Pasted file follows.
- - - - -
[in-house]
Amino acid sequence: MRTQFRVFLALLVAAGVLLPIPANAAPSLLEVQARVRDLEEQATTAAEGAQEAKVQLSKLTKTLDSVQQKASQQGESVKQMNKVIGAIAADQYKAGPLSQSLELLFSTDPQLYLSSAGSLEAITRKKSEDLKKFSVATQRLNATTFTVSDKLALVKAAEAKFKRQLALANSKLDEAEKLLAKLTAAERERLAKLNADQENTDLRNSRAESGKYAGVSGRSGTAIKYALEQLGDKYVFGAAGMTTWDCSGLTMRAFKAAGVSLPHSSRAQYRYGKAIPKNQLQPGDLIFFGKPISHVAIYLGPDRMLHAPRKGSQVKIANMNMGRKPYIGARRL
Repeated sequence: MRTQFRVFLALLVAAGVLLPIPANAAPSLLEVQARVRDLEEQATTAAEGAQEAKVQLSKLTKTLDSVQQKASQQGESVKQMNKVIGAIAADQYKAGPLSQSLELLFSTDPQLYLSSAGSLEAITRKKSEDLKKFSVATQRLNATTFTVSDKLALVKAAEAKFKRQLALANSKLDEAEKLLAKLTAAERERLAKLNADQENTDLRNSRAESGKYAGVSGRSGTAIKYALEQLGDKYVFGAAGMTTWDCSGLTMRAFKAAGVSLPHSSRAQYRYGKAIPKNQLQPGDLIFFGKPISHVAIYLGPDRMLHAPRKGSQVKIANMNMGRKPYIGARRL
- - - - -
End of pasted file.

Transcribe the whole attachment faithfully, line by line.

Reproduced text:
[in-house]
Amino acid sequence: MRTQFRVFLALLVAAGVLLPIPANAAPSLLEVQARVRDLEEQATTAAEGAQEAKVQLSKLTKTLDSVQQKASQQGESVKQMNKVIGAIAADQYKAGPLSQSLELLFSTDPQLYLSSAGSLEAITRKKSEDLKKFSVATQRLNATTFTVSDKLALVKAAEAKFKRQLALANSKLDEAEKLLAKLTAAERERLAKLNADQENTDLRNSRAESGKYAGVSGRSGTAIKYALEQLGDKYVFGAAGMTTWDCSGLTMRAFKAAGVSLPHSSRAQYRYGKAIPKNQLQPGDLIFFGKPISHVAIYLGPDRMLHAPRKGSQVKIANMNMGRKPYIGARRL
Repeated sequence: MRTQFRVFLALLVAAGVLLPIPANAAPSLLEVQARVRDLEEQATTAAEGAQEAKVQLSKLTKTLDSVQQKASQQGESVKQMNKVIGAIAADQYKAGPLSQSLELLFSTDPQLYLSSAGSLEAITRKKSEDLKKFSVATQRLNATTFTVSDKLALVKAAEAKFKRQLALANSKLDEAEKLLAKLTAAERERLAKLNADQENTDLRNSRAESGKYAGVSGRSGTAIKYALEQLGDKYVFGAAGMTTWDCSGLTMRAFKAAGVSLPHSSRAQYRYGKAIPKNQLQPGDLIFFGKPISHVAIYLGPDRMLHAPRKGSQVKIANMNMGRKPYIGARRL